With much uncertainty, 2020 for many banks will hopefully see the end of the Brexit programmes. Most banks have been planning for Brexit for 2 years minimum, and with the deadline shifting, managers are on the whole frustrated by the resource drain of Brexit. For North America, the priority going into 2020 will be to assess the regulatory impact of Brexit on US investors and securities markets. Indeed, the SEC have commented that they are anxious that companies are not adequately disclosing the potential impact of Brexit. For the UK, the FCA are focused on ensuring that banks have prepared for a smooth transition post-Brexit. Managers in the UK it seems, are now winding down their Brexit programmes, feeling confident they are prepared as extra time has been bought with numerous delays. There is a feeling in the UK that they would prefer resources allocated elsewhere, and are ready to move forward.
We asked those who have worked on Brexit programmes what strategies were to be adopted in 2020. The trend we found was that in the UK, there is going to be a major decrease in headcount on the programme, with contractors no longer needed to shoulder the additional load. Interestingly, in the US, the response was to maintain the headcount of the programme, with a view to decreasing it once a final decision has been made by the UK government.
For 2020, what will happen to the headcount of your Brexit programme?
At the beginning of the Brexit programmes, on average teams in London were increased by 60 people to take on the work. These were mostly contractors, though some banks opted to have a more senior permanent professional overseeing the programme. In the US, teams were increased on average by 8 people.
As expected, these programmes were run globally by all but one of our respondents, and there was both an offshoring and nearshoring of resources.
For Brexit, was there offshoring or nearshoring of resources?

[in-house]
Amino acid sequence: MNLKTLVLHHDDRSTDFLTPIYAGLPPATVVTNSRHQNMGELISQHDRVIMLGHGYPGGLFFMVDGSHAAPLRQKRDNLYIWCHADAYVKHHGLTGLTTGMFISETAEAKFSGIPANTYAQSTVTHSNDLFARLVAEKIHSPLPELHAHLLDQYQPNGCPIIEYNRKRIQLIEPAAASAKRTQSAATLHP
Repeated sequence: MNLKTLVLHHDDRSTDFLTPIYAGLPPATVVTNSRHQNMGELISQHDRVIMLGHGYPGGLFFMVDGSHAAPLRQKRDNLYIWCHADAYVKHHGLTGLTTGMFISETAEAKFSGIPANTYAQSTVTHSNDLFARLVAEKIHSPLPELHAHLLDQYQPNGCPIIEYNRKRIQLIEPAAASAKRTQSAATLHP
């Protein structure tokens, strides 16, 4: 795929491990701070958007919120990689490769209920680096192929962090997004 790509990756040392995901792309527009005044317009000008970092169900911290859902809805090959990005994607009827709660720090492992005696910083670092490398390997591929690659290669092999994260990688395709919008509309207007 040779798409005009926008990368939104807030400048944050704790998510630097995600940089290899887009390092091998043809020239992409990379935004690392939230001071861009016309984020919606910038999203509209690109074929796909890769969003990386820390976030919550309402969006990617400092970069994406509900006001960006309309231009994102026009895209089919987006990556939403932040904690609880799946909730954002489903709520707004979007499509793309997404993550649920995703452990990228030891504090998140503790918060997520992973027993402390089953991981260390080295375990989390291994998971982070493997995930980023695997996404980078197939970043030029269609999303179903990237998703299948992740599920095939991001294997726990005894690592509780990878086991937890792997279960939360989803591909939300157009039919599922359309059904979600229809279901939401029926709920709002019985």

The plan to transition away from LIBOR and to a new benchmark alternate reference rate is due to be completed by the end of 2021. Consequently, 2020 will see many banks increasing focus on their LIBOR programmes, seeing it become a central topic in the regulatory agenda. These programmes will involve a recalibration of a wide range of financial risk models, and many stakeholders at present remain unprepared for the change. There seems to be some frustration in the US about having to follow London’s lead, and for most banks (whether headquartered in the UK or not) the programmes are being run out of London, with the New York teams acting in a supporting role.
With the LIBOR transition being earmarked as the most impactful change for 2020, there was a considerable consensus amongst respondents that the LIBOR programme requires an increased headcount. 71% of respondents testified to this plan going into the new year. All respondents answered that the programme would be run on a global scale with nearshoring and offshoring of resources.
Which regulatory topic do you see as having the most impact on 2020’s regulatory landscape?
The data that proved most intriguing was to what extent banks were deciding to run the programme with contractors, and which chose to have a LIBOR change lead picked from their existing regulatory change team, or recruited as a permanent.
The below pie chart depicts the distribution of increased headcount over contract and permanent seats. Though usually for a change programme, the majority of additional resources on the programme would come from contractors, the data suggests that banks are hiring more permanent employees to deal with the LIBOR transition, which speaks to its weight on the regulatory agenda.
Over the course of 2019, cybersecurity has become a major concern, and is fundamentally interlinked with an increased focus on data privacy. Going into 2020, cybersecurity will continue to be a major regulatory focus for the banks. The two main areas of focus are: data breach prevention and cyber related misconduct in the markets. In this era of digital transformation, issues of cybersecurity have been brought into sharper focus and this topic dominates the regulatory agenda. Banks are tackling this in a range of different ways; some with targeted cybersecurity programmes, others integrating increased risk controls into their CIO/CTO division.